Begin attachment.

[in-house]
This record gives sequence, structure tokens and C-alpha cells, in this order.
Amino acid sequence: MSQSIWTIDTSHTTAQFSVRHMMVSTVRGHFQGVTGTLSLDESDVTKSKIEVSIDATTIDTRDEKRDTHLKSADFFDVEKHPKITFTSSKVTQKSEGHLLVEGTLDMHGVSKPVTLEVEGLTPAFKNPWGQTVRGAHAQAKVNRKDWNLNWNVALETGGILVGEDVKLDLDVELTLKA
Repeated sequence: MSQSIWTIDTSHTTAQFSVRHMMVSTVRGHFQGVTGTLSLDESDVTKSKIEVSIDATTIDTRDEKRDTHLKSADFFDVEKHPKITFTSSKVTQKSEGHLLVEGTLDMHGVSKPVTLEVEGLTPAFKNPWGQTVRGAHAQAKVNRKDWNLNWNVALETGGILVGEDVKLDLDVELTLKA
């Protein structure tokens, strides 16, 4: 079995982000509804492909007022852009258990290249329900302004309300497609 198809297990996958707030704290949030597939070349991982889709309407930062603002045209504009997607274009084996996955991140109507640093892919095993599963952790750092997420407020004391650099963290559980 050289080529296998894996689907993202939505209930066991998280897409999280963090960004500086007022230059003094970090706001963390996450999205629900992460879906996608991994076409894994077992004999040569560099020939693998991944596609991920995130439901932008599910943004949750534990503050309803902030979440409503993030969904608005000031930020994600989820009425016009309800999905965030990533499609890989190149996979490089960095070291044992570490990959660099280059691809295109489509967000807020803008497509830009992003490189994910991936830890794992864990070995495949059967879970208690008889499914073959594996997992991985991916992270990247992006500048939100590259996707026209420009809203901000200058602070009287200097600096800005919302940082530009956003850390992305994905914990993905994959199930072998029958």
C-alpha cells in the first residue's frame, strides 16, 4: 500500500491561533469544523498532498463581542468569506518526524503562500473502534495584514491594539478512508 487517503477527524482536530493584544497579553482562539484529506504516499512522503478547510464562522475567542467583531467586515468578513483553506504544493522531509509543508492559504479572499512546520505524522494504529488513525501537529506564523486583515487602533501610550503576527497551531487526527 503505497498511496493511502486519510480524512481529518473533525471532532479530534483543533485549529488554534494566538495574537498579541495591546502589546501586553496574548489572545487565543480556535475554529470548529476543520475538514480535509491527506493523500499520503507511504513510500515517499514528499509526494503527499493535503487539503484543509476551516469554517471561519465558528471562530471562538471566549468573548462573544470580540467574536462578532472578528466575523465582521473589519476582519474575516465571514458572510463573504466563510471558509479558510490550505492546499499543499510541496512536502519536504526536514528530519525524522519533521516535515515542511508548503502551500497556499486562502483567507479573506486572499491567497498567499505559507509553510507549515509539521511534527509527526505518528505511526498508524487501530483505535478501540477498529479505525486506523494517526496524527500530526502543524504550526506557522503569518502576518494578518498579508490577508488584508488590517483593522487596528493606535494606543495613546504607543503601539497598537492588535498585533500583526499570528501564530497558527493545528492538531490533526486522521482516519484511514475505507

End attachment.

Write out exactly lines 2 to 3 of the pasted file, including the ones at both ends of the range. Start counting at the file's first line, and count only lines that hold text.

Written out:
This record gives sequence, structure tokens and C-alpha cells, in this order.
Amino acid sequence: MSQSIWTIDTSHTTAQFSVRHMMVSTVRGHFQGVTGTLSLDESDVTKSKIEVSIDATTIDTRDEKRDTHLKSADFFDVEKHPKITFTSSKVTQKSEGHLLVEGTLDMHGVSKPVTLEVEGLTPAFKNPWGQTVRGAHAQAKVNRKDWNLNWNVALETGGILVGEDVKLDLDVELTLKA